Disinformation and malign influence online are among nascent digital threats the U.S. military is actively countering, top officials said Sept. 13. “Watching Facebook and Reddit and Twitter and [Russian social media site] VK and [Chinese search engine and internet company] Baidu after and during the Afghanistan mission—everyone should take a look,” said Alex Miller, Army G-2 senior advisor for science, technology, and innovation.

EVENT: Understanding American Voters’ Perceptions Regarding Strategic Nuclear Deterrence

Mitchell Institute for Aerospace Studies

The Mitchell Institute for Aerospace Studies is hosting a live virtual Aerospace Nation at 1:30 p.m. Eastern Time Sept. 16th to discuss its latest research: “Understanding American Voters’ Perceptions Regarding Strategic Nuclear Deterrence.” Mitchell Institute launched this research effort in partnership with Seven Letter Insight to understand where public perceptions really stand regarding strategic nuclear deterrence far past what the headlines, op-eds, and political comments convey.

Five Ways 9/11 Changed the Defense Industry

Defense One

On Sept. 10, 2001, Pentagon leaders were preparing to buy a generation of weapons wholly ill-suited to the actual wars that would follow. Two weeks before hijacked airliners slammed into the Twin Towers, Boeing tested a prototype rocket that would become the centerpiece of a limited defensive shield against intercontinental missiles. Nine days after the attacks, the U.S. Air Force ordered its first 10 F-22 Raptors, stealth fighters designed to dominate Russia’s best warplanes. And on Oct. 26, just days after Vietnam-era B-52s began carpet-bombing al-Qaida and Taliban insurgents in Afghanistan, the Pentagon announced that Lockheed Martin would build the tri-service combat jet now known as the F-35.

Rival Koreas Test-fire Ballistic Missiles Hours Apart

The Associated Press

The powerful sister of North Korean leader Kim Jong Un on Sept. 15 criticized South Korea’s president and threatened a “complete destruction” of bilateral relations after both countries tested ballistic missiles hours apart. The launches of missiles underscored a return of tensions between the rivals at a time when talks aimed at stripping North Korea of its nuclear program are stalled.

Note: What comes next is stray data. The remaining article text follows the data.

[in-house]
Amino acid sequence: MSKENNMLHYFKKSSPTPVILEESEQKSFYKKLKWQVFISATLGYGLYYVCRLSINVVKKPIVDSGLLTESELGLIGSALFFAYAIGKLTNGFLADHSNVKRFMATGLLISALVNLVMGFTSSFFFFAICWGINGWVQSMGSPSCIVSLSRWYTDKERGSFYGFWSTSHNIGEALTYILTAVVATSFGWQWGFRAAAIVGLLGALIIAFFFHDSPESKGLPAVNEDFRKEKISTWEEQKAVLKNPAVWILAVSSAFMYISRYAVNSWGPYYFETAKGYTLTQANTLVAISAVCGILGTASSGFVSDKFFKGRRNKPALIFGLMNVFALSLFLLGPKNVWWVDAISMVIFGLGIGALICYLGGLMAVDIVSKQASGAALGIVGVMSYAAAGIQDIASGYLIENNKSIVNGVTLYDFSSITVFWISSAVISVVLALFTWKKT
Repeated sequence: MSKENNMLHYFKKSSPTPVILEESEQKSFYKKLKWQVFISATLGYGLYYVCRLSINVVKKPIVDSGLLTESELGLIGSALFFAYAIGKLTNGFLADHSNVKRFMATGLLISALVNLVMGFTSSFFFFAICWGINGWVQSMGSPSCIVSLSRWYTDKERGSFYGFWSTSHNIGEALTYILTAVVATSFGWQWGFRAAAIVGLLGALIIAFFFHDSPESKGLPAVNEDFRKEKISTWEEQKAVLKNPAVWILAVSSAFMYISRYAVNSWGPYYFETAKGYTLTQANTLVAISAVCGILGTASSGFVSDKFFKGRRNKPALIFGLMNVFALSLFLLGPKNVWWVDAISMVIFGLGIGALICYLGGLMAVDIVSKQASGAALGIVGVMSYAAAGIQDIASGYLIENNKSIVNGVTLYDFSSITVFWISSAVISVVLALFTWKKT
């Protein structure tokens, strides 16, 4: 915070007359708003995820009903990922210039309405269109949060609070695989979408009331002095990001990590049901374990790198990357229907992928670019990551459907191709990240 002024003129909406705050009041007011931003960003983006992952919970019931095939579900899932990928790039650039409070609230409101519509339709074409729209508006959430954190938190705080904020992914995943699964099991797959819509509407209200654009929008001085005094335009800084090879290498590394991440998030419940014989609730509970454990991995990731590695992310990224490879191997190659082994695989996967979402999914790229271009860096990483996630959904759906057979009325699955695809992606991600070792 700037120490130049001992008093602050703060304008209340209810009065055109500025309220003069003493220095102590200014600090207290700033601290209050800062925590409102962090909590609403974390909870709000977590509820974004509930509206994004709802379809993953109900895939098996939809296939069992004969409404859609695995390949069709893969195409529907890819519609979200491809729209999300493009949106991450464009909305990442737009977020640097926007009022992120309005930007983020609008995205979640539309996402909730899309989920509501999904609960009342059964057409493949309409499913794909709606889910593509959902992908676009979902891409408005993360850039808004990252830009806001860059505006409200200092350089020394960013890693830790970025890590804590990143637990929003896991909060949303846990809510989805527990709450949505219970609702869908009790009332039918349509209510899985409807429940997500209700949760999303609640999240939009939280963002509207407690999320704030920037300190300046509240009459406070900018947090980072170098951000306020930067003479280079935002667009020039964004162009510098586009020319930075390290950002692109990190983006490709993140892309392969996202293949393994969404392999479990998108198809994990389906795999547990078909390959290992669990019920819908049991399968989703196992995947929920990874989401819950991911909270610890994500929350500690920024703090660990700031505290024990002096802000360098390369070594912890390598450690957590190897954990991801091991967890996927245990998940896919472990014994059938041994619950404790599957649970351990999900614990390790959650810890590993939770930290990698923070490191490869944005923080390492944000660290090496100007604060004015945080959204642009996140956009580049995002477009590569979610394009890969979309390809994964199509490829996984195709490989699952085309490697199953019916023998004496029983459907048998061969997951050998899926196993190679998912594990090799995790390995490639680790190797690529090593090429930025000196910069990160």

B-2 Stealth Bomber Damaged During Emergency Landing Incident

The Drive

Details remain limited at this time, but there was an incident at Whiteman Air Force Base in Missouri, the home of the Air Force's B-2 Spirit stealth bomber force, early Sept. 14. This has resulted in a circular temporary flight restriction, or TFR, being put up over and around the base, extending six miles in every direction and from the ground up to 8,000 feet. The mishap involved a B-2 that was landing at Whiteman's only runway.

What Does the Air Force Do With a Trashed F-35? Turn It Into a Training Tool


Last year, it was an F-35A Lightning II fighter jet—one of the most advanced aircraft the world has ever seen. Now, after a crash that cost an estimated $176 million, it's being cut into pieces for training aids. The Air Force jet was left a mess of scorched metal that would never fly again after a botched landing at Eglin Air Force Base, Fla., in May 2020. The pilot ejected safely. Rather than toss the burnt remains on the scrap pile, the service decided on a second life for the F-35 parts as practice for military aircraft maintainers.

3 Former US Intelligence Operatives Plead Guilty to Developing Cyberweapons for the UAE


Three former U.S. intelligence operatives have admitted to selling their hacking talents, connections, and U.S. cyberweapons to the United Arab Emirates, federal officials announced Sept. 14. U.S. citizens Marc Baier, 49, and Ryan Adams, 34, as well as Daniel Gericke, 40, a former U.S. citizen, all were working for an unnamed American company that was developing intelligence capabilities for the United Arab Emirates. However, in January 2016, the three left for a UAE-based company "after receiving an offer for higher compensation and an expanded budget," according to federal officials.

One More Thing

Steve Wozniak Wants to Clean Up Space Trash

Mental Floss

With space garbage such a problem, it makes sense that someone might want to explore opportunities as a space garbageman. That’s where Steve Wozniak comes in. The co-founder of Apple recently launched Privateer, a service intended to both monitor and discard objects found in space. News of the venture leaked out back in August; this week, Wozniak made a tweet mentioning a new space startup that will be unlike any of the others currently making headlines, such as SpaceX or Blue Origin.